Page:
‘To What Extent the Strategies that Gottlieb Offered in his Subtitling Typology Are Applicable into the Persian-to-English Subtitling?’ by Forouzan Dehbashi Sharif & Alireza Sohrabi

Abstract

This article aimed to investigate to what extent the Gottlieb model of translation strategies for subtitling was applicable to Persian into English subtitling of TV series ”Madar-e Sefr Darajeh” and if there was any significant difference between the strategies that different Iranian translators applied in English subtitling of TV series ””Madar-e Sefr Darajeh”. According to typology of subtitling strategies proposed by Gottlieb (1992) including transfer, imitation, transcription, expansion, paraphrase, dislocation, condensation, deletion, decimation and resignation, the researchers compared, contrasted, and analyzed the Persian and English subtitles frame by frame and based on the obtained data of this research, found out that all the Gottlieb’s (1992) proposed strategies except ‘’Transcription’’ and ‘’Expansion” were used in the Persian to English translation of subtitles. ‘’Transfer’’ was the first most common strategy and ‘’Paraphrase” strategy was the next common. In finding out the difference between the percentages of the strategies which were used for translating subtitles, the chi-square test showed that there was no significant difference among the applied strategies of Gottlieb’s (1992) model in English translation of the Persian subtitles at the probability levels of 95% and 99%.

Index Terms: Audiovisual Translation, Subtitle, Subtitling

Access full paper.

‘Soft Skills Training – Necessity or Hype’ by Alireza Sohrabi, Fatemeh Alipanahi & Mohammad Reza Orouji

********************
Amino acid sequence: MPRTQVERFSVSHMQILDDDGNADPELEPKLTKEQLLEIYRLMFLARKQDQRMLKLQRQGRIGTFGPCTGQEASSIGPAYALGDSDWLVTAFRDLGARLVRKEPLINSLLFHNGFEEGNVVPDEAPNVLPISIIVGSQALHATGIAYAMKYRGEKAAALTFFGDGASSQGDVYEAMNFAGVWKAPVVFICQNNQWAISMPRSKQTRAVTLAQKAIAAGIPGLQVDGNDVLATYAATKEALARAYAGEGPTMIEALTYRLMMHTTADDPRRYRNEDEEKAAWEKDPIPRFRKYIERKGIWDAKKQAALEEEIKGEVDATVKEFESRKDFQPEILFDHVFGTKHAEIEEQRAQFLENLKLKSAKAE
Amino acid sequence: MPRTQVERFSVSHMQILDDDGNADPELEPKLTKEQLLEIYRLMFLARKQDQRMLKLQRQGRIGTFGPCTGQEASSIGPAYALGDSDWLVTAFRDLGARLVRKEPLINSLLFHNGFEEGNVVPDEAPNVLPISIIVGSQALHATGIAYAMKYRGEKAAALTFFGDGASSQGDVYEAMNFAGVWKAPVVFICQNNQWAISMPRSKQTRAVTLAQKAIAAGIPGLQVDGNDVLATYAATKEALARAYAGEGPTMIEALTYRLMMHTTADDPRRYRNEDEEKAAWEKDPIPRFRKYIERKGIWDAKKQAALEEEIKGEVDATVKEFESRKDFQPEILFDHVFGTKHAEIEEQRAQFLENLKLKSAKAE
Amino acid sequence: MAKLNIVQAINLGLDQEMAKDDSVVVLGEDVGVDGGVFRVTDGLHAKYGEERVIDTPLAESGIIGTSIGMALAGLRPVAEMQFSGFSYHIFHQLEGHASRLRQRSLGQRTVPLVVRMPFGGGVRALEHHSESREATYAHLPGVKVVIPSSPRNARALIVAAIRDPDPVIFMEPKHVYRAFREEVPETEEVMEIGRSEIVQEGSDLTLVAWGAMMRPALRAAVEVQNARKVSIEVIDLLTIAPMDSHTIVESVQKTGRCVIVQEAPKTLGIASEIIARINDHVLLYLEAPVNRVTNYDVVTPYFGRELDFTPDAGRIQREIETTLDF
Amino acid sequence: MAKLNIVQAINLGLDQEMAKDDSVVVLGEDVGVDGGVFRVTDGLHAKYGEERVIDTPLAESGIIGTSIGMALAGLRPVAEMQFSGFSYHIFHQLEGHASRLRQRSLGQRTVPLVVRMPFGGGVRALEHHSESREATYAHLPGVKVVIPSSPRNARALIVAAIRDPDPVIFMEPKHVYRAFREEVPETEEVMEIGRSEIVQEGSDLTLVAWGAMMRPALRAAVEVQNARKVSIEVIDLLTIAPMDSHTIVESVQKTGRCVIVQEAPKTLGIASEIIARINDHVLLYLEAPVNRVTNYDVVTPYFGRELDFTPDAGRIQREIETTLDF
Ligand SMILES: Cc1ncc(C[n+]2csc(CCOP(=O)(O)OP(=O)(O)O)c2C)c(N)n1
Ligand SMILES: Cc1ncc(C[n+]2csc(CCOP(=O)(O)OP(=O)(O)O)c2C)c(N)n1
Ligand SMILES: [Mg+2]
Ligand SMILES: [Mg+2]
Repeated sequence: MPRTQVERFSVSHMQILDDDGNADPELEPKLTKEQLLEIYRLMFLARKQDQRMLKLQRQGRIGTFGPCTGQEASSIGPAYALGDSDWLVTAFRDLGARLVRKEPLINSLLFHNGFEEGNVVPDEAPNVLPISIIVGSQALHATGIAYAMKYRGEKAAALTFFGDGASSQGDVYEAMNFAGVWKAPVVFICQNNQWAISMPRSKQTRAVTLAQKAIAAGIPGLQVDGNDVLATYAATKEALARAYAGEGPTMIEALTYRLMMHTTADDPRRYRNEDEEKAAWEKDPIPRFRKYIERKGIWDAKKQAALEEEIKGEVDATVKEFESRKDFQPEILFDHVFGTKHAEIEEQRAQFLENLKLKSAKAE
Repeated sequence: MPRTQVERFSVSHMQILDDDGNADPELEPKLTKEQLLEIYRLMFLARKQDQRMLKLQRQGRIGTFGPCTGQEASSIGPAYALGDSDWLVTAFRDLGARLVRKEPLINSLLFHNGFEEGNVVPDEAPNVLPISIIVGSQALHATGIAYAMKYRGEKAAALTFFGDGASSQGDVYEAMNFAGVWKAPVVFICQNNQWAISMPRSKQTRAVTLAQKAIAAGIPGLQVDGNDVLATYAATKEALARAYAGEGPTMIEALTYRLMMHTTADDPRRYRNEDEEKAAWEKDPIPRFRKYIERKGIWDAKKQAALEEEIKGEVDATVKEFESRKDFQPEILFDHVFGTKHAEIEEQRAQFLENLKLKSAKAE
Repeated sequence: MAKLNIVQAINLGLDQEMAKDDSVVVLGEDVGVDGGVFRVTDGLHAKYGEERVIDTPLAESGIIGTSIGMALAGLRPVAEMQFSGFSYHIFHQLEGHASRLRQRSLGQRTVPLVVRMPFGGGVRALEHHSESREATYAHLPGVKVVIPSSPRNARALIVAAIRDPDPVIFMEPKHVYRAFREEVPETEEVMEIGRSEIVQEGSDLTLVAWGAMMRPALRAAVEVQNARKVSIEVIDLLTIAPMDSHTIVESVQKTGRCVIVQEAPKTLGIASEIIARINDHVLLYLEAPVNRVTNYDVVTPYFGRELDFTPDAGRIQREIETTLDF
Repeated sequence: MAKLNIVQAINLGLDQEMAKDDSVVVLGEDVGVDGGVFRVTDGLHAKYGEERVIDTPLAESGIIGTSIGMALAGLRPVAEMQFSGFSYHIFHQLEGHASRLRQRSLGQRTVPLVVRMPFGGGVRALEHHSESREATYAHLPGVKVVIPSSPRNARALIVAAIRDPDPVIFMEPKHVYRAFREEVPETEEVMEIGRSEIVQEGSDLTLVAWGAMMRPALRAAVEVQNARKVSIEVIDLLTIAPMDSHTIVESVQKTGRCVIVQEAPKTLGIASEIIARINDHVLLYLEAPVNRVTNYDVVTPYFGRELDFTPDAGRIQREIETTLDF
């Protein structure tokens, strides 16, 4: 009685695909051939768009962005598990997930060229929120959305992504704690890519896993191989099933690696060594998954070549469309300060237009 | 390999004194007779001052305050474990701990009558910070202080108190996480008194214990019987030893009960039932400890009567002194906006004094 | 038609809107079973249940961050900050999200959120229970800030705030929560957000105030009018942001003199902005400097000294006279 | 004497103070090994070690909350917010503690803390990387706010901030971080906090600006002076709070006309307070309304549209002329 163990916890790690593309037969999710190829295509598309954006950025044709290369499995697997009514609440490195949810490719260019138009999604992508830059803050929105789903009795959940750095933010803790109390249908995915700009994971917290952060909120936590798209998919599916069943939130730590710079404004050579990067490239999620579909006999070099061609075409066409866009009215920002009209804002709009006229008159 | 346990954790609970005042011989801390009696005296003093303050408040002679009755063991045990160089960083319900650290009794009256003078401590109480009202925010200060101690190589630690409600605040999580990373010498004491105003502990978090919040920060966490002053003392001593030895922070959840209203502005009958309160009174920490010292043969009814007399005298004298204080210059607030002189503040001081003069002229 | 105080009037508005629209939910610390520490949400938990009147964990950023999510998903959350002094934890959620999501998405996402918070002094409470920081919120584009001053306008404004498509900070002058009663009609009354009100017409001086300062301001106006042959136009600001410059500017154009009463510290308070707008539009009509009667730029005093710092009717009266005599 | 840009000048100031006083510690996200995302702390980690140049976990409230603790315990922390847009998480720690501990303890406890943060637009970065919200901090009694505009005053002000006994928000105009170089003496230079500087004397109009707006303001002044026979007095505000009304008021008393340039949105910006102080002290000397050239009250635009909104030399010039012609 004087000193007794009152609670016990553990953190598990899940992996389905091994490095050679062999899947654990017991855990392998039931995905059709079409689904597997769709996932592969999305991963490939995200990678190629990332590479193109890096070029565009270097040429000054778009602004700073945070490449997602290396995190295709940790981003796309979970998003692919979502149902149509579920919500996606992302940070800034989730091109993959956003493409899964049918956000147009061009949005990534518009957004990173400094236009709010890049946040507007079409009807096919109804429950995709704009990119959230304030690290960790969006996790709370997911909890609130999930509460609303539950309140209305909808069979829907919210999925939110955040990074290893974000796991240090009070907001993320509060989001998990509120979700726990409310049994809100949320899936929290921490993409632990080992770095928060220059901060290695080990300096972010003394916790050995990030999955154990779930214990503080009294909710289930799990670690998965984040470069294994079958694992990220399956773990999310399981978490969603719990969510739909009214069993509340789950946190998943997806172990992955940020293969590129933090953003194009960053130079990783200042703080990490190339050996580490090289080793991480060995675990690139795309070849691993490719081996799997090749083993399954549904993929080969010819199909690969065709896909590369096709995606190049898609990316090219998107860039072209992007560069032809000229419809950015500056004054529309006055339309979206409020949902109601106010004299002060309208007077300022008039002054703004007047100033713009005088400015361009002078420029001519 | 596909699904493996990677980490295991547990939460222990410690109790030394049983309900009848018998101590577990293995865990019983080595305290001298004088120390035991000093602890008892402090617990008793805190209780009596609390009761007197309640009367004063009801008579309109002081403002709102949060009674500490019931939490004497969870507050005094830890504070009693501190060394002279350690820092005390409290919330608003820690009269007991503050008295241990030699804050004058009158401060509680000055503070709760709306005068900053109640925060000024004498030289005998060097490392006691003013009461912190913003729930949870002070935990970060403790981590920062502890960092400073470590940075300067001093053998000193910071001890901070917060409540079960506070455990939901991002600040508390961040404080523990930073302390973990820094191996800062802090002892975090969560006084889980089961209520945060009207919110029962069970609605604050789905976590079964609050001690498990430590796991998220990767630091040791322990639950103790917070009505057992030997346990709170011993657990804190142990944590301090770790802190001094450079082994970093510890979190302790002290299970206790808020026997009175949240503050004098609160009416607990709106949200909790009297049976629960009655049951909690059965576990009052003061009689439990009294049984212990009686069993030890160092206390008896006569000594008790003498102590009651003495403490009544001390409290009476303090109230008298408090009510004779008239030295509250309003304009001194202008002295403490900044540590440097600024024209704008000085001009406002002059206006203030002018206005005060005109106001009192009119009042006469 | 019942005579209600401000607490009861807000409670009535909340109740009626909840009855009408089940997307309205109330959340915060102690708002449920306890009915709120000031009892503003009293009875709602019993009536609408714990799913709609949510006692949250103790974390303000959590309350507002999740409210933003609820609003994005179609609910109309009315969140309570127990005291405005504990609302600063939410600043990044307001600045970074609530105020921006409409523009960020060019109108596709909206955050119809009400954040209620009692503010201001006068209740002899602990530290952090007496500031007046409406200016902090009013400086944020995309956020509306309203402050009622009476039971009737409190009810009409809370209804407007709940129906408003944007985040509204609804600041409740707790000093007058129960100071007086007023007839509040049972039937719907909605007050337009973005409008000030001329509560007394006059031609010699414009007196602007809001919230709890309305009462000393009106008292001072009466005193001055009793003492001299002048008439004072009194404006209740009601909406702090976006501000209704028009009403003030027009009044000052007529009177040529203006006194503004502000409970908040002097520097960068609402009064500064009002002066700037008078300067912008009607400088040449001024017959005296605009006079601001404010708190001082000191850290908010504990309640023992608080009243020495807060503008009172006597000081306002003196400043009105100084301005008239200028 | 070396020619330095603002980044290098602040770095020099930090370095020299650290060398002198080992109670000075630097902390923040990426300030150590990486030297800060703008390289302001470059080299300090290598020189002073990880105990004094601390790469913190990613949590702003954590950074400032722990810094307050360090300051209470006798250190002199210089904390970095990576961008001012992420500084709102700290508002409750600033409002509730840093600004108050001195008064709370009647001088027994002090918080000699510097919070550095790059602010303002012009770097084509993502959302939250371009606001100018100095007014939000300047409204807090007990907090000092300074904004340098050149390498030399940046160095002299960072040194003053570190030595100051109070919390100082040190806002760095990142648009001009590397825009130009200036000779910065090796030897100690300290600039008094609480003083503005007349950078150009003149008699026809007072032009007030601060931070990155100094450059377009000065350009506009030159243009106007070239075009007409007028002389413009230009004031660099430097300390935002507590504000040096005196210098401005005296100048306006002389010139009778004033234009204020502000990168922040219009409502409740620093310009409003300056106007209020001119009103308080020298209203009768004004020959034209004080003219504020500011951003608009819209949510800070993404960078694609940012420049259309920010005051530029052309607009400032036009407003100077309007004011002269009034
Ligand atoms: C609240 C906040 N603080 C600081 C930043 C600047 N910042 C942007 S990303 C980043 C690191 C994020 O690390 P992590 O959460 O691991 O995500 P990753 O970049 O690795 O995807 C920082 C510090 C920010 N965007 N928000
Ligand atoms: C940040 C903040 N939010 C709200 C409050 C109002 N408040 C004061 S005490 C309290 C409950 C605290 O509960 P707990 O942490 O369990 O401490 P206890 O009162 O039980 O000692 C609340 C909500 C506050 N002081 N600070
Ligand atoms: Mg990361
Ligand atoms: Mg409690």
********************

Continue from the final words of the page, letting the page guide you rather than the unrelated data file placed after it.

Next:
Abstract

Lecturing as a subcategory of speaking performance is one of the essential and inevitable needs of students in various academic fields, particularly for EFL students. There are multiple determinant factors which can affect lecturing and speaking performances. In this study, two important factors such as self-esteem and lexical knowledge were investigated. The current study aimed to compare the relationship among the three variables of self-esteem, lexical knowledge, and lecturing. Our purpose was to observe how students with different levels of self-esteem and with varying mastery in lexical knowledge would deliver their lectures and to know if these two factors really affect lecturing.  In so doing, a standard Cambridge lexical knowledge test as well as Sorensen self-esteem test were conducted. Accordingly, the students were divided into four groups. The analyses of the obtained data indicated a statistically significant differences among the students with: 1) high lexical knowledge – high self-esteem and students with 2) high lexical knowledge-low-esteem and students with 3) low lexical knowledge-low self-esteem and students with 4) low lexical knowledge-high self-esteem. The groups with high lexical knowledge outperformed the low lexical knowledge group. The findings of the current study can have beneficial conceptions for both second language students and teachers particularly those who fail to find out the defects in the requirements of oral performances such as inadequate lexical knowledge.

Key words: Self-esteem, Lexical Knowledge, Lecturing

Access full paper.